Montana Peer Network

Meeting Those in Need Where They Are

Kathleen Johns  |   Wednesday Dec. 31st, 2014

Gallatin Valley law enforcement agencies are participating in a pilot program in partnership with Montana’s Peer Network (MPN) designed to serve community members who find themselves in the midst of a mental health crisis.  

People suffering from mental health issues often make their initial contact with law enforcement seeking help.   Community members encountering people struggling with mental health issues do the same. Mental health calls responded to by various law enforcement agencies (sheriff, police etc…) typically take much longer to resolve than other types of calls because of their complexity. Often times people who call law enforcement for help with a mental health crisis will call several times over the course of a day, week or month. Each call is responded to by sending an officer out to check on the person in crisis and there may or may not be anything that law enforcement can do for their situation depending on the individual’s circumstance. Sometimes, if the crisis is deemed to be dangerous the individual may be taken into custody and brought to Hope House, our local Crisis Center or Montana State Hospital at Warm Springs. While Gallatin County law enforcement agencies do participate in Crisis Intervention Training and have the means to help those in mental health crisis they have many other types of calls to respond to on any typical day as well. The mental health calls continue to come in, the time spent responding adds up and the cost in taxpayer dollars multiply.

Montana’s Peer Network’s Recovery Coach Pilot Project offers a new approach to resolving this dilemma. Begun in January 2014 the Recovery Coach Pilot Project is an 18-month trial program serving Gallatin County and Livingston. When law enforcement agencies are contacted by a person in mental health crisis, depending on the type of crisis, they can now partner with Montana’s Peer Network to send a peer supporter to meet with the individual in crisis. The peer supporter physically goes to that person anywhere they are, at home, on the streets, in a shelter, etc… to assess what that individual needs to get them through their current crisis and offers tools to help avoid future crisis. Jim Hajny, Executive Director of Montana’s Peer Network explains the program this way; “We go out and try to build rapport and a relationship with that person. We see it as a long-term thing over many cups of coffee, not just a one-time contact. What does this person need? Do they need to see a counselor, general practitioner or psychiatrist? Do they need someone to listen? Once the initial response has occurred we then have ongoing contact with them over time to support their continuing mental health needs.”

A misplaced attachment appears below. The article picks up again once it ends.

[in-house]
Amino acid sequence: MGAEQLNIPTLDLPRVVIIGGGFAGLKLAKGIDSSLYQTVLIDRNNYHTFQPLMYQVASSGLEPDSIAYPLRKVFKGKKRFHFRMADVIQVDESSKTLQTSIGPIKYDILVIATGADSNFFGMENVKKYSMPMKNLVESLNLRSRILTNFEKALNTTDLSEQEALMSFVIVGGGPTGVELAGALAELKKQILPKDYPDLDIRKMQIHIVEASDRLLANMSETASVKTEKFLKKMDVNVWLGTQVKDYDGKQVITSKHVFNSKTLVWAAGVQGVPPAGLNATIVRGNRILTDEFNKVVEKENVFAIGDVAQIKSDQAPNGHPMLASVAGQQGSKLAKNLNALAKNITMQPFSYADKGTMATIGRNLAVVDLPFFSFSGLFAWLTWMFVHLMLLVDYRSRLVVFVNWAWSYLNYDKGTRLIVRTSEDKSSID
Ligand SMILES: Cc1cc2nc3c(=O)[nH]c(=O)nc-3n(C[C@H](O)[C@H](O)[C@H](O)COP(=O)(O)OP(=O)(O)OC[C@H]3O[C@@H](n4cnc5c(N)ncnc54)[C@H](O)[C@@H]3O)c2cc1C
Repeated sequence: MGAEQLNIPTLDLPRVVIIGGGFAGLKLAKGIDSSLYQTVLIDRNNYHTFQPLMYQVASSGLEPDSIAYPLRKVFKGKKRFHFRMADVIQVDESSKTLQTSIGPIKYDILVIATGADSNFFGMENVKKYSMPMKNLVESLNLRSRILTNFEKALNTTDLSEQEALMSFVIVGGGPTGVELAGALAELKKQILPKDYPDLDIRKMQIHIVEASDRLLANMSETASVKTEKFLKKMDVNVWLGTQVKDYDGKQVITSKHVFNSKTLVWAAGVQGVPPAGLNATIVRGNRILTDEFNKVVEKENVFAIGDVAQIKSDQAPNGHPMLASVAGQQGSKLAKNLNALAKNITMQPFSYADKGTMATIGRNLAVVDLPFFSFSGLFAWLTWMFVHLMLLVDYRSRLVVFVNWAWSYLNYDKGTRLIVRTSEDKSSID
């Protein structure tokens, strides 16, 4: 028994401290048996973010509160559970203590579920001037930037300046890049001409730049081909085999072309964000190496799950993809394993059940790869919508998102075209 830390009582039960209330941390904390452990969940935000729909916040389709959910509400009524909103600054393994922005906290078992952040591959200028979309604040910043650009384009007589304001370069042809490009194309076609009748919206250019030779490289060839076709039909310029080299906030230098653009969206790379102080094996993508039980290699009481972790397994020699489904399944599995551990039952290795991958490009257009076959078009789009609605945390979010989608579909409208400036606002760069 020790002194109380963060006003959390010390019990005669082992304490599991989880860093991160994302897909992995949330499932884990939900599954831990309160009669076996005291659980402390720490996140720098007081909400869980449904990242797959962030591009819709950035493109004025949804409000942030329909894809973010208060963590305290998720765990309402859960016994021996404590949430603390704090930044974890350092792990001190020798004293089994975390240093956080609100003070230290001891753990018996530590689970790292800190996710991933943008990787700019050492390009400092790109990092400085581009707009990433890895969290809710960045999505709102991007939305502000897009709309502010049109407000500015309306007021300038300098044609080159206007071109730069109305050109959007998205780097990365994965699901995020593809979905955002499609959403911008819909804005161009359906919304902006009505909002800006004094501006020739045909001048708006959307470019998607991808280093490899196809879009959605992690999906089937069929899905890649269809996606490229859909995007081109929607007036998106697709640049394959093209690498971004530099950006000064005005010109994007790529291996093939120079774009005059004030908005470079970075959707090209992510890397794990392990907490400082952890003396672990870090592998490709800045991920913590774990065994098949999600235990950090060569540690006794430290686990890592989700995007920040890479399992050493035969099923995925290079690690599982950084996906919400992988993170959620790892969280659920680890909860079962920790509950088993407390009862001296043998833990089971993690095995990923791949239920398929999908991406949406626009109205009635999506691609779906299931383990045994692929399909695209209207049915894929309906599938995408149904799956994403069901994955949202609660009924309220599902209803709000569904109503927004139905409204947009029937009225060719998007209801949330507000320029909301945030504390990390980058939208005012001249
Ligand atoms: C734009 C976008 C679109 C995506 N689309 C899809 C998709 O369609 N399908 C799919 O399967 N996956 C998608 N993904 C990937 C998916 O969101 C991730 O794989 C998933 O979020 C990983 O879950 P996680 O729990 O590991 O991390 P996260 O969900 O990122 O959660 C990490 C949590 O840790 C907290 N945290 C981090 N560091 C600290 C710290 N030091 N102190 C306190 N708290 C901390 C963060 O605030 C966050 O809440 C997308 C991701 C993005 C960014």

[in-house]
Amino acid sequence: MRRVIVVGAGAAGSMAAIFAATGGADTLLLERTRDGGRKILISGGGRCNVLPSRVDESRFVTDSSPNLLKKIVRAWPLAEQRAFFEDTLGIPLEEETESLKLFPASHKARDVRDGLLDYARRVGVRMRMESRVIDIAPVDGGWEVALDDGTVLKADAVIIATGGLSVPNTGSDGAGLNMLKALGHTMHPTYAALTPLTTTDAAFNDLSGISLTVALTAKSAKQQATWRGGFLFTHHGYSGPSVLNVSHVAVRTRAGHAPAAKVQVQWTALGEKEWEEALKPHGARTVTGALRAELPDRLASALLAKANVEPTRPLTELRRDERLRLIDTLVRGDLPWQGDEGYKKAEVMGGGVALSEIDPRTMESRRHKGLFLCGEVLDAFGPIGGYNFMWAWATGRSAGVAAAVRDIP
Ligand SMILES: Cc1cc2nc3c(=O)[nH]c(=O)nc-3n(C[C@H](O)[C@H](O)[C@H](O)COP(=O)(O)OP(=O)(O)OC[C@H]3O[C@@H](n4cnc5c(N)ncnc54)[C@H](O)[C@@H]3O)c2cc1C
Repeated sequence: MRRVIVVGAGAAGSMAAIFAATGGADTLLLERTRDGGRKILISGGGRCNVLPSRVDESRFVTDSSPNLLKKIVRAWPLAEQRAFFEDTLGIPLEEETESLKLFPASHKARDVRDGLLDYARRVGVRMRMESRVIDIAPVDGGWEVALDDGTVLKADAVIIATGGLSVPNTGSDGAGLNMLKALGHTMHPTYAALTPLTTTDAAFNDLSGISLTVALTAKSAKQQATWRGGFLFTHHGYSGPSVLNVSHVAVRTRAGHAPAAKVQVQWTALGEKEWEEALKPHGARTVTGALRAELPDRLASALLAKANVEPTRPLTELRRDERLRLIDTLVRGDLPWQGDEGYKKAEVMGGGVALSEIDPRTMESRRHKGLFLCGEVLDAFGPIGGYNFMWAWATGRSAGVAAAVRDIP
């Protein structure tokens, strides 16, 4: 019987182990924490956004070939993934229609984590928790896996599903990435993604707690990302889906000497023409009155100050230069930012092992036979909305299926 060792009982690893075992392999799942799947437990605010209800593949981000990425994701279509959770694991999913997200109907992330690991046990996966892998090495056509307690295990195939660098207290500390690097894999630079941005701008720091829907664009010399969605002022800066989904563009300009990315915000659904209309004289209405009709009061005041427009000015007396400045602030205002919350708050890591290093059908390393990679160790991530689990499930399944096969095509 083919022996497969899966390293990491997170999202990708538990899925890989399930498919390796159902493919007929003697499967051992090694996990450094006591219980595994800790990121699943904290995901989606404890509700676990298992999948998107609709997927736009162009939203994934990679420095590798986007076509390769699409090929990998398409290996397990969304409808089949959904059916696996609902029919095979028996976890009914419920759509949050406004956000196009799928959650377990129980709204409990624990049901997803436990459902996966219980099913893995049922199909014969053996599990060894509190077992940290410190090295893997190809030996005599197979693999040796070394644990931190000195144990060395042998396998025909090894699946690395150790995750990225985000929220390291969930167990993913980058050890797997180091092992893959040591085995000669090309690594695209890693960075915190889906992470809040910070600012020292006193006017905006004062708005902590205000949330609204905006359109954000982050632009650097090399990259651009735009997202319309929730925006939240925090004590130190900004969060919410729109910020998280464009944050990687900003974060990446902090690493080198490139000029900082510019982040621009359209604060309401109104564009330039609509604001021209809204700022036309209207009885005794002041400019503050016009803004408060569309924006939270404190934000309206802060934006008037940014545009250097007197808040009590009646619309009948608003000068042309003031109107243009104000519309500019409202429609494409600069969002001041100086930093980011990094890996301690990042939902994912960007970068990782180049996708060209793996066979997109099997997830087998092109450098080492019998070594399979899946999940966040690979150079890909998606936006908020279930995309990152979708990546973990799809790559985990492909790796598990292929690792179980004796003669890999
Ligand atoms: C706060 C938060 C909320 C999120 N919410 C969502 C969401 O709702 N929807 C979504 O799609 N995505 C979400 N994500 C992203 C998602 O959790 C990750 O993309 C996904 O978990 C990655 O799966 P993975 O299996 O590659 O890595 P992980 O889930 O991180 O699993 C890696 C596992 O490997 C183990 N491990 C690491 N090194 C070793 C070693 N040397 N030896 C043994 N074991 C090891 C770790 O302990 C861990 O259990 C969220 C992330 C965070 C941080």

Currently the Recovery Coach Pilot Project has two peer supporters, Executive Director Hajny and recovery coach Michelle Jermunson. The pilot project runs through June of 2015 and has referred 64 individuals with over 500 contacts. When asked about the programs success so far Hajny had this to say, “The program appears to be working, although 18 months is not a long time to go out and demonstrate the program’s effectiveness. The diversion dollars from the start of the program- January 10, 2014 -September 30 2014 is $90,970 and the program cost as of the same date is $103,000. We had 46 referrals during that time. The diversion dollars suggest it is working, it costs much less to intervene than to pay for a stay at the state hospital or a jail.”

Diversion dollars and taxpayer money savings aside, how is the pilot program working for the recipients? Hajny believes it is working very well. “A recent example that comes to mind would be a man who resides in Gallatin County who was calling in to law enforcement multiple times per week for assistance. I went out to meet with him and spent three hours with him the first day. I had a great response. After about 6 weeks of regular contact with me acting as a peer supporter the multiple calls to law enforcement have completely stopped. He no longer needed to call. He was able to deal with the issues in his life and make some decisions. His life changed for the better. The contact he had with someone else was what he needed. That kind of impact is hard to measure in dollars and the client is now doing great.” says Hajny.    

Funding for this pilot program comes from government grants and donations. Montana’s Peer Network is a non-profit organization. For more info on Montana’s Peer Network please visit their website at www.mtpeernetwork.org or call Jim at 406-551-1058.

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